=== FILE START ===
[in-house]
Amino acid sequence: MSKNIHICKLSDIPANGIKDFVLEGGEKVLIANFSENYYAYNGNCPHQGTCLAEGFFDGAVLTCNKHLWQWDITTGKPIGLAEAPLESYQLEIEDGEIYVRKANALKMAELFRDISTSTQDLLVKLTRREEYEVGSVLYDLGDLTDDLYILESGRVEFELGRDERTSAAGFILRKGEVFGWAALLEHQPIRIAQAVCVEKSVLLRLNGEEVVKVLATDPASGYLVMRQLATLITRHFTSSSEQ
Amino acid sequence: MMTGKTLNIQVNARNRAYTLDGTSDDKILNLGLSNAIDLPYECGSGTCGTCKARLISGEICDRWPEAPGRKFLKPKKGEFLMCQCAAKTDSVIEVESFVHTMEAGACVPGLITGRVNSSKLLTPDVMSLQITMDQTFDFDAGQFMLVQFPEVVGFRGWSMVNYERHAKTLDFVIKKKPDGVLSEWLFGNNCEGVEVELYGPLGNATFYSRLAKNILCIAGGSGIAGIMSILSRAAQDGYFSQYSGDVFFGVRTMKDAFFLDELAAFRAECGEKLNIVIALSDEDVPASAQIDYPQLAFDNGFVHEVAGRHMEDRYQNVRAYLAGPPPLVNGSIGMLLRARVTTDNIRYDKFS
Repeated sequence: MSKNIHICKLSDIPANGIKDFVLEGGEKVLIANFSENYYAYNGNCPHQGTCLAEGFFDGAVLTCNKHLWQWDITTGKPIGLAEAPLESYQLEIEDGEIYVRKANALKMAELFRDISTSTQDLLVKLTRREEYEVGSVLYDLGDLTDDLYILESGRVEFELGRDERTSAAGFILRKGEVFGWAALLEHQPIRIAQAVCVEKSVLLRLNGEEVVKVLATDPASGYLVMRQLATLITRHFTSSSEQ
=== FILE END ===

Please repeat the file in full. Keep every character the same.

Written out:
[in-house]
Amino acid sequence: MSKNIHICKLSDIPANGIKDFVLEGGEKVLIANFSENYYAYNGNCPHQGTCLAEGFFDGAVLTCNKHLWQWDITTGKPIGLAEAPLESYQLEIEDGEIYVRKANALKMAELFRDISTSTQDLLVKLTRREEYEVGSVLYDLGDLTDDLYILESGRVEFELGRDERTSAAGFILRKGEVFGWAALLEHQPIRIAQAVCVEKSVLLRLNGEEVVKVLATDPASGYLVMRQLATLITRHFTSSSEQ
Amino acid sequence: MMTGKTLNIQVNARNRAYTLDGTSDDKILNLGLSNAIDLPYECGSGTCGTCKARLISGEICDRWPEAPGRKFLKPKKGEFLMCQCAAKTDSVIEVESFVHTMEAGACVPGLITGRVNSSKLLTPDVMSLQITMDQTFDFDAGQFMLVQFPEVVGFRGWSMVNYERHAKTLDFVIKKKPDGVLSEWLFGNNCEGVEVELYGPLGNATFYSRLAKNILCIAGGSGIAGIMSILSRAAQDGYFSQYSGDVFFGVRTMKDAFFLDELAAFRAECGEKLNIVIALSDEDVPASAQIDYPQLAFDNGFVHEVAGRHMEDRYQNVRAYLAGPPPLVNGSIGMLLRARVTTDNIRYDKFS
Repeated sequence: MSKNIHICKLSDIPANGIKDFVLEGGEKVLIANFSENYYAYNGNCPHQGTCLAEGFFDGAVLTCNKHLWQWDITTGKPIGLAEAPLESYQLEIEDGEIYVRKANALKMAELFRDISTSTQDLLVKLTRREEYEVGSVLYDLGDLTDDLYILESGRVEFELGRDERTSAAGFILRKGEVFGWAALLEHQPIRIAQAVCVEKSVLLRLNGEEVVKVLATDPASGYLVMRQLATLITRHFTSSSEQ